• Examiner: A user ID that makes sense to you.
      • Description: Recommend something like {case number}-{evidence number}-{examiner}.
      • Notes: recommend media type (e.g. cdd, fdd, hdd).
      • Image directory: select location to save disk image (for see external flash drive see the /media folder).
      • Image filename: recommend {case number}{evidence number}.
    • Hash calculation / verification:
      • Calculate MD5: yes.
      • Calculate SHA-1: yes.
      • Calculate SHA-256: yes.
      • Re-read source after acquisition: no.
      • Verify image after acquisition: yes.
  • When process is complete (Guymager should report 'Finished – Verified & Ok' in the 'State' column), make a copy of capture and metadata in a backup folder.

Reporting

  • To create a directory and file listing for your disk image, open Forensic Tools / BitCurator Reporting Tool
  • Select Fiwalk XML tab and enter:
    • Image File: location of captured image (filename {case number}{evidence number}.E01).
    • Output XML File: location of captured image with filename {case number}{evidence number}.xml.
  • Hit Run. When output reads 'Success!!!' check .xml output

Basic Image Access

  • To access files on your disk image, open Forensic Tools / BitCurator Disk Image Access
  • Select 'Open disk image'
  • Navigate to forensic capture (the .E01 file) and choose open
  • Browse the disk image and check the box for files you want to export from the image. When you are done, hit 'Export selection' and choose a location to export the files to (such as /media/XXXX/)
  • Open files in your normal PC environment for curation and description. Note that specialist software may be required for legacy file formats.

Advanced Image Access

BitCurator includes range of tools that enable you to scan a disk image for documents that contains certain patterns and features. See 'Regular Expressions in bulk extractor' for more information.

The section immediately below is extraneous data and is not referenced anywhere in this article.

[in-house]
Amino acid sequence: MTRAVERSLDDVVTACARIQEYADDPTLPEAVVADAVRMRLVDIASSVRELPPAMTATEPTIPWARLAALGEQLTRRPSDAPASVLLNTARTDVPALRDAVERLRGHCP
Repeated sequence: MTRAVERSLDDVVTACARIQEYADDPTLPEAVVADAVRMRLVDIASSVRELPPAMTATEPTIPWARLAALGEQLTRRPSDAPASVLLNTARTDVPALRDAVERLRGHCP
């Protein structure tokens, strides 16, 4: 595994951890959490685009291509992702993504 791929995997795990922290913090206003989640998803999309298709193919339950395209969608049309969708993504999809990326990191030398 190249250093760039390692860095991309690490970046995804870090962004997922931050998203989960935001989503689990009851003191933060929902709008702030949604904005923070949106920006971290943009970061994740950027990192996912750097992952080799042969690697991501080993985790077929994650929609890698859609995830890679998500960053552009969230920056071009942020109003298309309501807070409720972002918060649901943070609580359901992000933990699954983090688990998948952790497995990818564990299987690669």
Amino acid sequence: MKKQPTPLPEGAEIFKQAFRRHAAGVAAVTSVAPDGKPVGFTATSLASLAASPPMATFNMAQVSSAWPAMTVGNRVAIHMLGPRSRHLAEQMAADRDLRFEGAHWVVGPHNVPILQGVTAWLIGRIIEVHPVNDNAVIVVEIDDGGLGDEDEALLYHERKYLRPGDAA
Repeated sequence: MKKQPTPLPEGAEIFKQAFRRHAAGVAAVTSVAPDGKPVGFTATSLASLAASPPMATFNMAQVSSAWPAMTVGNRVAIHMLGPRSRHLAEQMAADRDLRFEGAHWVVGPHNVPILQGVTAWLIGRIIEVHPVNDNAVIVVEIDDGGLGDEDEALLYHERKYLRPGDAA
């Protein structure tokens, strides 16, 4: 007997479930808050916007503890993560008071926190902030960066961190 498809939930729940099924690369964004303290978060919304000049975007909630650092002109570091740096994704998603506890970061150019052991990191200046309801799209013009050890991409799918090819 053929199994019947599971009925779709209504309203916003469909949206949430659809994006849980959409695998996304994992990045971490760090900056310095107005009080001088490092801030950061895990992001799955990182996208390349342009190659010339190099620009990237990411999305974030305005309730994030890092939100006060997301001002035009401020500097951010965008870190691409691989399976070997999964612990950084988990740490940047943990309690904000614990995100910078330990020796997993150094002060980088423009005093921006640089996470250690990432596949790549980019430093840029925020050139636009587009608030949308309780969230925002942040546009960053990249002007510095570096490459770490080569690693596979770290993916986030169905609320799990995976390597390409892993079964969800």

Post-processing

  • Original digital media stored or decommissioned as appropriate.
  • Optional: Photography of digital media and hardware undertaken if deemed appropriate and stored in appropriate folder alongside forensic capture and metadata (this is useful when the media contains handwritten notes, for example)

Things to consider for the future

  • Investigate private shared network for deposit of outputs.
  • Investigate acquisition of further forensic hardware and software tools:
    • For source media processing: AccessData FTK Imager; KryoFlux.
    • For curatorial arrangement and description: Quick View Plus.
  • Complex source media (including Mac and legacy Linux OS filesystems) may cause problems.
  • Integrate virus and malware check steps.

Bibliography

John, Jeremy Leighton, Ian Rowlands, Peter Williams, and Katrina Dean. 'Digital Lives: Personal Digital Archives for the 21st Century', 2010. http://britishlibrary.typepad.co.uk/files/digital-lives-synthesis01a.pdf.

Kessler, Gary C., and Greg H. Carlton. 'A Study of Forensic Imaging in the Absence of Write-Blockers'. Journal of Digital Forensics, Security and Law 9, no. 3 (30 September 2014): 51–58.

Lee, Cal. 'Bringing Bits to the User: BitCurator and BitCurator Access'. presented at the Coalition for Networked Information (CNI) Membership Meeting, 14 December 2015. https://www.cni.org/wp-content/uploads/2016/01/lee-cni-20151214.pdf.

Lee, Christopher A., Porter Olsen, Alexandra Chassanoff, Kam Woods, Matthew Kirschenbaum, and Sunitha Misra. 'From Code to Community: Building and Sustaining BitCurator through Community Engagement', 30 September 2014. http://www.bitcurator.net/wp-content/uploads/2014/11/code-to-community.pdf.

Olsen, Porter. 'Write Blocking and Le Mal d'Légal'. Two Ideas at the Same Time, 20 February 2016. https://porterolsen.wordpress.com/2016/02/20/forensic-write-blockers-and-the-interstitial-space-of-the-digital-archive/.

Redwine, Gabriela, and Neil Beagrie. 'Personal Digital Archiving'. Technology Watch Report. Digital Preservation Coalition, 1 December 2015. http://dx.doi.org/10.7207/twr15-01.

Ries, Thorsten. 'Harddrive Philology: Analysing the Writing Process on Thomas Kling's Archived Laptops', 2014. http://dharchive.org/paper/DH2014/Paper-786.xml.

Rosenthal, David. 'The Architecture of Emulation on the Web'. DSHR's Blog, 13 April 2016. http://blog.dshr.org/2016/04/the-architecture-of-emulation-on-web.html.

Thomas, Susan. 'Receiving and Managing Email Archives at the Bodleian Library: A Case Study', 12 August 2011. http://e-records.chrisprom.com/receiving-and-managing-email-archives-at-the-bodleian-library-a-case-study-susan-thomas/.